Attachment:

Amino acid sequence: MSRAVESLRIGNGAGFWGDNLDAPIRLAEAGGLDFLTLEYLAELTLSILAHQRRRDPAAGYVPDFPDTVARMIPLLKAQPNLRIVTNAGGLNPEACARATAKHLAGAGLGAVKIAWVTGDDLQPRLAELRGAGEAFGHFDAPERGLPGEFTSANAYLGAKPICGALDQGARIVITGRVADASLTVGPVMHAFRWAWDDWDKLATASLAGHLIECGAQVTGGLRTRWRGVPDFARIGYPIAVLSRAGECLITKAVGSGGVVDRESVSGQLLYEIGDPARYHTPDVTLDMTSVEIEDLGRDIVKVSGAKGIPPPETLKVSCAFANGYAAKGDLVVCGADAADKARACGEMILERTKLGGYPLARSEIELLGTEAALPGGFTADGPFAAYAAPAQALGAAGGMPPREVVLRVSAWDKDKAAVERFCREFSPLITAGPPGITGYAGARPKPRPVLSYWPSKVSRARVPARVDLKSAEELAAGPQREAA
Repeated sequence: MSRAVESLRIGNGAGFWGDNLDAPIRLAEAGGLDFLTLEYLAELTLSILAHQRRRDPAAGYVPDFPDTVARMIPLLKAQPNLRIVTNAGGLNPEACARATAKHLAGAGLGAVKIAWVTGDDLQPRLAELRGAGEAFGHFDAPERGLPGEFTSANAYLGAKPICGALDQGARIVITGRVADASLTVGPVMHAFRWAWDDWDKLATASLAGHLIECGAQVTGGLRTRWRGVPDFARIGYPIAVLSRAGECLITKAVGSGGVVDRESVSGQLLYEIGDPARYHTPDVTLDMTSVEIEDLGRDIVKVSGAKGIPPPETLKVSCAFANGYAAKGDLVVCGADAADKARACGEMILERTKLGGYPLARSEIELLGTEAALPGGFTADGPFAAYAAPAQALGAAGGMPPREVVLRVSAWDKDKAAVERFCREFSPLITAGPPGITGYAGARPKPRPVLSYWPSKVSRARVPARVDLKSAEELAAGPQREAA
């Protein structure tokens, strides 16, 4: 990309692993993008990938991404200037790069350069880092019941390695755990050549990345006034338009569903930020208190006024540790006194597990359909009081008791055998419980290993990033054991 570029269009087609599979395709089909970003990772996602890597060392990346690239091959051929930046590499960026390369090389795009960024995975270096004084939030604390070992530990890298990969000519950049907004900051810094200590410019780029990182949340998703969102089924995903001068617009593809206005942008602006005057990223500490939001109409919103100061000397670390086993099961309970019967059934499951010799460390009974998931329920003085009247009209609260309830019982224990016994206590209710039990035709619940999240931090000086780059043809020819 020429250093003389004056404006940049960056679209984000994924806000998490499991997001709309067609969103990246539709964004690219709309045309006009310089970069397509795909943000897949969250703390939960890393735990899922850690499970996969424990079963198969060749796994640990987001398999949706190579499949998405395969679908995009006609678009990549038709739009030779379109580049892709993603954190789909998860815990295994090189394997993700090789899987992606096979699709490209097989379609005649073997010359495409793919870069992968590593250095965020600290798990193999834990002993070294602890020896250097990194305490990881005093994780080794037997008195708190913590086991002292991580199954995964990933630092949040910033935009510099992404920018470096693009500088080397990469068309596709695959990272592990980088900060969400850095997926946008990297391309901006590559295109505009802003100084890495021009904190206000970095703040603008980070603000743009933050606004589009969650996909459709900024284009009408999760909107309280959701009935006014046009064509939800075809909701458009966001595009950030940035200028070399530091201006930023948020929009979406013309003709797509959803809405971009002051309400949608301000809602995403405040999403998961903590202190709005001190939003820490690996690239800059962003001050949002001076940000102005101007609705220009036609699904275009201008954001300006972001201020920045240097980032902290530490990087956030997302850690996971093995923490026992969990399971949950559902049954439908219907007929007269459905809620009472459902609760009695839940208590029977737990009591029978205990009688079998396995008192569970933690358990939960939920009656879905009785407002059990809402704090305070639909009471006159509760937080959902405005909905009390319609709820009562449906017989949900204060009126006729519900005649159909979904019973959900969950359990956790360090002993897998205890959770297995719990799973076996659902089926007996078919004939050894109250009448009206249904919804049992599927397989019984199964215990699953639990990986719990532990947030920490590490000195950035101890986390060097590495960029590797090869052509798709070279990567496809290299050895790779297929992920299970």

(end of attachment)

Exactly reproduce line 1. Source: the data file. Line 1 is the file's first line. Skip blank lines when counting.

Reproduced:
Amino acid sequence: MSRAVESLRIGNGAGFWGDNLDAPIRLAEAGGLDFLTLEYLAELTLSILAHQRRRDPAAGYVPDFPDTVARMIPLLKAQPNLRIVTNAGGLNPEACARATAKHLAGAGLGAVKIAWVTGDDLQPRLAELRGAGEAFGHFDAPERGLPGEFTSANAYLGAKPICGALDQGARIVITGRVADASLTVGPVMHAFRWAWDDWDKLATASLAGHLIECGAQVTGGLRTRWRGVPDFARIGYPIAVLSRAGECLITKAVGSGGVVDRESVSGQLLYEIGDPARYHTPDVTLDMTSVEIEDLGRDIVKVSGAKGIPPPETLKVSCAFANGYAAKGDLVVCGADAADKARACGEMILERTKLGGYPLARSEIELLGTEAALPGGFTADGPFAAYAAPAQALGAAGGMPPREVVLRVSAWDKDKAAVERFCREFSPLITAGPPGITGYAGARPKPRPVLSYWPSKVSRARVPARVDLKSAEELAAGPQREAA